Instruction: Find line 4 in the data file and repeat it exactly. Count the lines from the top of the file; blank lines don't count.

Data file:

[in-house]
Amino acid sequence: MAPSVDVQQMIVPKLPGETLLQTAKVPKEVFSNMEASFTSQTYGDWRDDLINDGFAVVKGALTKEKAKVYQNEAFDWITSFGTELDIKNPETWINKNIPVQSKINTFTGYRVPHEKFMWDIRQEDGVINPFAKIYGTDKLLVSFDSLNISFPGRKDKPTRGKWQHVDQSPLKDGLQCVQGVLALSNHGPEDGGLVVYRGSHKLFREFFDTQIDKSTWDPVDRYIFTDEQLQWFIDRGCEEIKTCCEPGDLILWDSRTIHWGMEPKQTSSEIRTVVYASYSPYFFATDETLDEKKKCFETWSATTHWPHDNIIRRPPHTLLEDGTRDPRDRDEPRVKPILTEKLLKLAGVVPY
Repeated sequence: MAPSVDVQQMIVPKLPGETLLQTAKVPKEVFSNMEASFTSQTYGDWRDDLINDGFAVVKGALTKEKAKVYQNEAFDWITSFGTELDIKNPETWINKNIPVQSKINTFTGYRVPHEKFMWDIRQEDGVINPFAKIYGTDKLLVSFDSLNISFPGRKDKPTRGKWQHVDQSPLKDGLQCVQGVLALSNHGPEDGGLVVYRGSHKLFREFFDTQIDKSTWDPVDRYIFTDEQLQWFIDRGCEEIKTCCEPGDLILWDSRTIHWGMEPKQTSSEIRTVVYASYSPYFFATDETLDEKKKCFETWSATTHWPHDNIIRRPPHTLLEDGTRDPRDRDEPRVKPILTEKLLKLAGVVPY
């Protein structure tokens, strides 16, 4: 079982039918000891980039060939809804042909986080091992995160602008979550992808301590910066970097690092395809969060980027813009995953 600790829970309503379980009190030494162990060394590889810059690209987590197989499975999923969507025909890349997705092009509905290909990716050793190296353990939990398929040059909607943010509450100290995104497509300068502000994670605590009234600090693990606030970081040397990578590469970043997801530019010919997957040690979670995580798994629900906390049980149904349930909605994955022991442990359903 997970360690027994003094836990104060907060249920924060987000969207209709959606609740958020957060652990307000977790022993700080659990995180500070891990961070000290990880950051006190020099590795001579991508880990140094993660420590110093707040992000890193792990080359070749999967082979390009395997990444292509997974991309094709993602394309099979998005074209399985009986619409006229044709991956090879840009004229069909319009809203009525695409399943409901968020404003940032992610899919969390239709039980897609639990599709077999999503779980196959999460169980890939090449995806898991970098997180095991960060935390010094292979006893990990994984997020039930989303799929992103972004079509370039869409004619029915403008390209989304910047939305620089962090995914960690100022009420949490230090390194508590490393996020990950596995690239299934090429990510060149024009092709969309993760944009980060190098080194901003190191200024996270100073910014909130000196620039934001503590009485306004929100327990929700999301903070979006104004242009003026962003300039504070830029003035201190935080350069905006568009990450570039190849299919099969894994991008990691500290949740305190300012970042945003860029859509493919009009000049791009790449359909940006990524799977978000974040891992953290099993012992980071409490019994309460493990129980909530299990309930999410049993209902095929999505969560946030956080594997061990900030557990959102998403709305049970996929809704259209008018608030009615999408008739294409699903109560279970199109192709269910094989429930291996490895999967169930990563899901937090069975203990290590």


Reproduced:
């Protein structure tokens, strides 16, 4: 079982039918000891980039060939809804042909986080091992995160602008979550992808301590910066970097690092395809969060980027813009995953 600790829970309503379980009190030494162990060394590889810059690209987590197989499975999923969507025909890349997705092009509905290909990716050793190296353990939990398929040059909607943010509450100290995104497509300068502000994670605590009234600090693990606030970081040397990578590469970043997801530019010919997957040690979670995580798994629900906390049980149904349930909605994955022991442990359903 997970360690027994003094836990104060907060249920924060987000969207209709959606609740958020957060652990307000977790022993700080659990995180500070891990961070000290990880950051006190020099590795001579991508880990140094993660420590110093707040992000890193792990080359070749999967082979390009395997990444292509997974991309094709993602394309099979998005074209399985009986619409006229044709991956090879840009004229069909319009809203009525695409399943409901968020404003940032992610899919969390239709039980897609639990599709077999999503779980196959999460169980890939090449995806898991970098997180095991960060935390010094292979006893990990994984997020039930989303799929992103972004079509370039869409004619029915403008390209989304910047939305620089962090995914960690100022009420949490230090390194508590490393996020990950596995690239299934090429990510060149024009092709969309993760944009980060190098080194901003190191200024996270100073910014909130000196620039934001503590009485306004929100327990929700999301903070979006104004242009003026962003300039504070830029003035201190935080350069905006568009990450570039190849299919099969894994991008990691500290949740305190300012970042945003860029859509493919009009000049791009790449359909940006990524799977978000974040891992953290099993012992980071409490019994309460493990129980909530299990309930999410049993209902095929999505969560946030956080594997061990900030557990959102998403709305049970996929809704259209008018608030009615999408008739294409699903109560279970199109192709269910094989429930291996490895999967169930990563899901937090069975203990290590």